6. How does a Christian account for natural disasters?
  7. Why do bad things happen to good people?
  8. What is the role of the Holy Spirit?

Statement Analysis

  1. Analyze and respond to the statement, “The Old Testament God is a God of hate while the New Testament God is a God of love.” –Anonymous
  2. Analyze and respond to the statement, “If God did not exist, it would be necessary to invent Him.” –Voltaire
  3. Analyze and respond to the statement, “What comes into our minds when we think about God is the most important thing about us.” –A.W. Tozer
  4. Analyze and respond to the statement, “God set the universe in motion but He has no interest in it.” –Anonymous
  5. Analyze and respond to the statement, “If God understands my humanity and sin nature better than I do, why does He still hold me accountable for what I cannot help doing?” –Anonymous
  6. Analyze and respond to the statement, “As an atheist, I don’t believe there is a God.” –Anonymous

 

Category 2: SCRIPTURES

Definitions

  1. Explain the meaning and significance of inerrancy.
  2. Explain the meaning and significance of verbal, plenary inspiration of Scripture.
  3. Explain the meaning and significance of divine inspiration.
  4. Explain the meaning and significance of Biblical canon.
  5. Explain the meaning and significance of higher (historical) criticism and lower (textual) criticism.

General Questions

  1. Jesus clearly demonstrated His belief in the authority of Scriptures. Defend this statement with evidence.
  2. If the Bible was written by men, how could it also be written by God?
  3. How can the Bible be trustworthy when it has been translated so many times?
  4. Is the Old Testament a reliable historical document?
  5. Is the New Testament a reliable historical document?
  6. Did the discovery of the Dead Sea Scrolls affirm or deny the accuracy of the Old Testament?
  7. How does the reliability of Biblical manuscripts compare to other ancient texts?
  8. How did the church decide what should be included in the canon of Scripture?
  9. Why are there parallel myths to the Biblical narrative in other religions? 10. Are Scripture and science in conflict?

Statement Analysis

  1. Analyze and respond to the statement, “The Bible is no different than any other holy book.” –Anonymous
  2. Analyze and respond to the statement, “The Bible is simply the work of a great conspiracy, where people sought to create a religion of their own.” –Anonymous
  3. Analyze and respond to the statement, “We can’t believe in a Bible that is full of contradictions.” –Anonymous
  4. Analyze and respond to the statement, “The Bible was written to look like Jesus fulfilled prophecy.” –Anonymous
  5. Analyze and respond to the statement, “The gospels were simply a collaborative effort of the church written after the time of Christ.” –Anonymous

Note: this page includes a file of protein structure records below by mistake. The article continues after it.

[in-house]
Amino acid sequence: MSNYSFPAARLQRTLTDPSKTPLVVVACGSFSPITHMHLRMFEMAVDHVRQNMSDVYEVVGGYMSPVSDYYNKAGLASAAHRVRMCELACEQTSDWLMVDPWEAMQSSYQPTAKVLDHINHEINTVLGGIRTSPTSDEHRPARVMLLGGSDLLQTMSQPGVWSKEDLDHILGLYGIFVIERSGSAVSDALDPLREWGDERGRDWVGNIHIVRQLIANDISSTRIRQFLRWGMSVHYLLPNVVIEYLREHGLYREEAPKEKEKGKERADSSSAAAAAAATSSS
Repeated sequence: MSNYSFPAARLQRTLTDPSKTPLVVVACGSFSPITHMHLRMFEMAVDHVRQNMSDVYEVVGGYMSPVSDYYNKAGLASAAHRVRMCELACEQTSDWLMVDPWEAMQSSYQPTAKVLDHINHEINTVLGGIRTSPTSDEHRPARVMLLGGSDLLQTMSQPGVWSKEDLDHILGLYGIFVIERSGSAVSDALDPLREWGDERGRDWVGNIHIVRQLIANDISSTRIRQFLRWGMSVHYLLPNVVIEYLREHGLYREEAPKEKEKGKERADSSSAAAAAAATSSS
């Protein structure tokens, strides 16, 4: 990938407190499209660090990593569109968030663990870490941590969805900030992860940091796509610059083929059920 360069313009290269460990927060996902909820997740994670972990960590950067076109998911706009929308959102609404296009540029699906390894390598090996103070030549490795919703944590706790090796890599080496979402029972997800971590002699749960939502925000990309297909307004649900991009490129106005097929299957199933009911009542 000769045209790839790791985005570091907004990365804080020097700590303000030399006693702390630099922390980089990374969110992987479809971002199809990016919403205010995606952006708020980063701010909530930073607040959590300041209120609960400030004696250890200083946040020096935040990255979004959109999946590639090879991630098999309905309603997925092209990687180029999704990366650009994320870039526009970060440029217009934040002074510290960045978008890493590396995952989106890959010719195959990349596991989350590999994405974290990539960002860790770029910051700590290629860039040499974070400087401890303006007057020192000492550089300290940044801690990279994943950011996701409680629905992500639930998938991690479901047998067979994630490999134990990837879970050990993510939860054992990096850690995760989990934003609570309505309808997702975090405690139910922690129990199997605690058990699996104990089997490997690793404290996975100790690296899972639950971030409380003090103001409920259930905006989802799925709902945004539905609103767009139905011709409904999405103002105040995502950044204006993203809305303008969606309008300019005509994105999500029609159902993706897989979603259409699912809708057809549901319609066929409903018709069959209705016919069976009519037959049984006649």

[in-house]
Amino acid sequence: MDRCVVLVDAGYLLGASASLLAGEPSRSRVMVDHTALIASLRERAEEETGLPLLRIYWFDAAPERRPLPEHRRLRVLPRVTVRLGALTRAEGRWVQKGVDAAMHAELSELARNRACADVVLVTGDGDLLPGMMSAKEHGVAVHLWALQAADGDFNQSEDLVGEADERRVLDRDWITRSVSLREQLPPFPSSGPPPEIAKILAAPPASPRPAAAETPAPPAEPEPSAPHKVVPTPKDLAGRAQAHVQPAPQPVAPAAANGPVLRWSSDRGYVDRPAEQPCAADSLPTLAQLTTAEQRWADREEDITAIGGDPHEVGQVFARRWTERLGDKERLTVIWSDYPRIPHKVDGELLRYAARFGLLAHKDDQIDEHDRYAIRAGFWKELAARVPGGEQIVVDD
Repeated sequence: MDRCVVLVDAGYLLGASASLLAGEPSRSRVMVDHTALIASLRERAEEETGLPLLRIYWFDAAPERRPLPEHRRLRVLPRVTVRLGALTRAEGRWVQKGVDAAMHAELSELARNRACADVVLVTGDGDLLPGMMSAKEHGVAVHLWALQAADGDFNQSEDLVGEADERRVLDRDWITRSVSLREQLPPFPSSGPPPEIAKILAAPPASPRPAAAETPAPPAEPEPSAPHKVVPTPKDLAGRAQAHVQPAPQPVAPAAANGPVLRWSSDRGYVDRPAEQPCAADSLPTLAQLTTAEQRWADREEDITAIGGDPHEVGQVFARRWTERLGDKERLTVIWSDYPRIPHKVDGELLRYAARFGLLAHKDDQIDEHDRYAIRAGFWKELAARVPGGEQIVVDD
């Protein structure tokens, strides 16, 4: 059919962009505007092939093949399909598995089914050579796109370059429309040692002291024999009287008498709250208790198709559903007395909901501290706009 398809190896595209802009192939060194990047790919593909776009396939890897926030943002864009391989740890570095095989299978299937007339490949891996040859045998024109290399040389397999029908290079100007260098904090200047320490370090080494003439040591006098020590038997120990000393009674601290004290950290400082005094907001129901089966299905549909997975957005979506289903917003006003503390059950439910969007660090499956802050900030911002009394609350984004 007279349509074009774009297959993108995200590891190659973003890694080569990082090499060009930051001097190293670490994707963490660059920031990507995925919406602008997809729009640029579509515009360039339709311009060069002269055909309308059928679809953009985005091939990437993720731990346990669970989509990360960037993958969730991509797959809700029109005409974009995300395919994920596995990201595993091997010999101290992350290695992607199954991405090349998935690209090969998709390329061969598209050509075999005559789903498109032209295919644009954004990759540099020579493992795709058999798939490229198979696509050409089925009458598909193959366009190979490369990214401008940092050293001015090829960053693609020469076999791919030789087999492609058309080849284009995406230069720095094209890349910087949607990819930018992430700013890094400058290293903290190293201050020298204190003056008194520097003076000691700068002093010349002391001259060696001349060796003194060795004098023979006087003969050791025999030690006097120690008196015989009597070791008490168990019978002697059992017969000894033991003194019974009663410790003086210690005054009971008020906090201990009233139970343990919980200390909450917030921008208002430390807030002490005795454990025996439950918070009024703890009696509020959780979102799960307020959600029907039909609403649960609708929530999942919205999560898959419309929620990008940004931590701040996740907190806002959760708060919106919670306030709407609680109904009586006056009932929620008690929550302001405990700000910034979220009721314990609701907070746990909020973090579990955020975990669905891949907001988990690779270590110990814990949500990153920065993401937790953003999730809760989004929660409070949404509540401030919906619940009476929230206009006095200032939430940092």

Category 3: THE NATURE, PURPOSE AND DESTINY OF MAN

Definitions

  1. Explain the meaning and significance of the image of God.
  2. Explain the meaning and significance of the depravity of man.
  3. Explain the meaning and significance of original sin.
  4. Explain the meaning and significance of the sin nature.
  5. Explain the meaning and significance of sanctification.
  6. Explain the meaning and significance of repentance.
  7. Explain the meaning and significance of regeneration.

General Questions

  1. Do all men have a longing for God?
  2. Do all men have a conscience?
  3. If God is invisible, (1 Timothy 1:17) how can man be made in the image of God?
  4. If man is inherently sinful, why do many men lead relatively good lives?
  5. What is the purpose of man?
  6. What is the destiny of man?
  7. Why would a loving God create hell?
  8. What is the essential duty of man?
  9. What is the purpose of prayer?

Statement Analysis

  1. Analyze and respond to the statement, “All men were born with ten fingers and toes but no one was born with the knowledge of God.” –Voltaire
  2. Analyze and respond to the statement, “Heaven is only a state of mind.” –Anonymous
  3. Analyze and respond to the statement, “He’s only human,” as a justification for sin and the need for leniency. –Anonymous
  4. Analyze and respond to the statement, “When man dies, he simply ceases to exist. There is no immortality or eternal life.” –Anonymous
  5. Analyze and respond to the statement, “All matter, energy, and life are an interconnected unity of which we are an inseparable part.” –World Pantheism Movement
  6. Analyze and respond to the statement, “Religion is as much a living spring of violence today as it was at any time in the past.” –Sam Harris